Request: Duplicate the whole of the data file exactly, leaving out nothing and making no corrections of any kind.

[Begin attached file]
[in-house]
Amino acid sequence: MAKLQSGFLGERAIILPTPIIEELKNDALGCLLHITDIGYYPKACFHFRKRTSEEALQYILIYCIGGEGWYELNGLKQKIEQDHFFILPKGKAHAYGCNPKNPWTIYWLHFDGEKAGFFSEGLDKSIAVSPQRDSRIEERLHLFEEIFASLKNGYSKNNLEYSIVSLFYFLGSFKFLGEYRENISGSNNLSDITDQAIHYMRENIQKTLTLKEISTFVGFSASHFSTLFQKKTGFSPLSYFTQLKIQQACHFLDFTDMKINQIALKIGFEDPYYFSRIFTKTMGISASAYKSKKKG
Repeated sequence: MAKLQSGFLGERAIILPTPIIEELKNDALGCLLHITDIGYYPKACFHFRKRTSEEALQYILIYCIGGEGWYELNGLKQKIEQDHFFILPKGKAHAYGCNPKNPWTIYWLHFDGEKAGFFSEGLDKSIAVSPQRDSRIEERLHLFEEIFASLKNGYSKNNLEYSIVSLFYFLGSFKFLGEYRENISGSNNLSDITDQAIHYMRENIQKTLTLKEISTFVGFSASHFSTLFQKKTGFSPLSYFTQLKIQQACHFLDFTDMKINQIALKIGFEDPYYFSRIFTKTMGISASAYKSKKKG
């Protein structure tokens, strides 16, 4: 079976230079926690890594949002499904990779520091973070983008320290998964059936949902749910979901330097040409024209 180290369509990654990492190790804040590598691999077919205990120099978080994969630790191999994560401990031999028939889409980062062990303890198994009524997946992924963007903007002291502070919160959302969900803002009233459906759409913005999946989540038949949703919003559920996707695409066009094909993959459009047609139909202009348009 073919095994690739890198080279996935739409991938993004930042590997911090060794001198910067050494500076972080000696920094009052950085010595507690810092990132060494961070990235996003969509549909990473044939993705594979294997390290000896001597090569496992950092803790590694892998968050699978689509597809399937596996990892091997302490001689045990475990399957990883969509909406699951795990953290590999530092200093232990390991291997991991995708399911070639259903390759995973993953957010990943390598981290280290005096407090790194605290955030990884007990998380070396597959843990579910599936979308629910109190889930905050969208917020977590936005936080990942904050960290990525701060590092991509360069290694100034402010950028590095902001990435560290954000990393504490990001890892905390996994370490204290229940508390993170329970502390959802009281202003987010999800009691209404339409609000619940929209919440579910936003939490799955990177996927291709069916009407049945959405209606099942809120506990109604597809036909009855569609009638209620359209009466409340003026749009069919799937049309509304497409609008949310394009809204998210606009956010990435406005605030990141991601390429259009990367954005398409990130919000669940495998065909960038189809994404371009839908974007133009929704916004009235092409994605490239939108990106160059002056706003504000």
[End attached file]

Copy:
[in-house]
Amino acid sequence: MAKLQSGFLGERAIILPTPIIEELKNDALGCLLHITDIGYYPKACFHFRKRTSEEALQYILIYCIGGEGWYELNGLKQKIEQDHFFILPKGKAHAYGCNPKNPWTIYWLHFDGEKAGFFSEGLDKSIAVSPQRDSRIEERLHLFEEIFASLKNGYSKNNLEYSIVSLFYFLGSFKFLGEYRENISGSNNLSDITDQAIHYMRENIQKTLTLKEISTFVGFSASHFSTLFQKKTGFSPLSYFTQLKIQQACHFLDFTDMKINQIALKIGFEDPYYFSRIFTKTMGISASAYKSKKKG
Repeated sequence: MAKLQSGFLGERAIILPTPIIEELKNDALGCLLHITDIGYYPKACFHFRKRTSEEALQYILIYCIGGEGWYELNGLKQKIEQDHFFILPKGKAHAYGCNPKNPWTIYWLHFDGEKAGFFSEGLDKSIAVSPQRDSRIEERLHLFEEIFASLKNGYSKNNLEYSIVSLFYFLGSFKFLGEYRENISGSNNLSDITDQAIHYMRENIQKTLTLKEISTFVGFSASHFSTLFQKKTGFSPLSYFTQLKIQQACHFLDFTDMKINQIALKIGFEDPYYFSRIFTKTMGISASAYKSKKKG
């Protein structure tokens, strides 16, 4: 079976230079926690890594949002499904990779520091973070983008320290998964059936949902749910979901330097040409024209 180290369509990654990492190790804040590598691999077919205990120099978080994969630790191999994560401990031999028939889409980062062990303890198994009524997946992924963007903007002291502070919160959302969900803002009233459906759409913005999946989540038949949703919003559920996707695409066009094909993959459009047609139909202009348009 073919095994690739890198080279996935739409991938993004930042590997911090060794001198910067050494500076972080000696920094009052950085010595507690810092990132060494961070990235996003969509549909990473044939993705594979294997390290000896001597090569496992950092803790590694892998968050699978689509597809399937596996990892091997302490001689045990475990399957990883969509909406699951795990953290590999530092200093232990390991291997991991995708399911070639259903390759995973993953957010990943390598981290280290005096407090790194605290955030990884007990998380070396597959843990579910599936979308629910109190889930905050969208917020977590936005936080990942904050960290990525701060590092991509360069290694100034402010950028590095902001990435560290954000990393504490990001890892905390996994370490204290229940508390993170329970502390959802009281202003987010999800009691209404339409609000619940929209919440579910936003939490799955990177996927291709069916009407049945959405209606099942809120506990109604597809036909009855569609009638209620359209009466409340003026749009069919799937049309509304497409609008949310394009809204998210606009956010990435406005605030990141991601390429259009990367954005398409990130919000669940495998065909960038189809994404371009839908974007133009929704916004009235092409994605490239939108990106160059002056706003504000």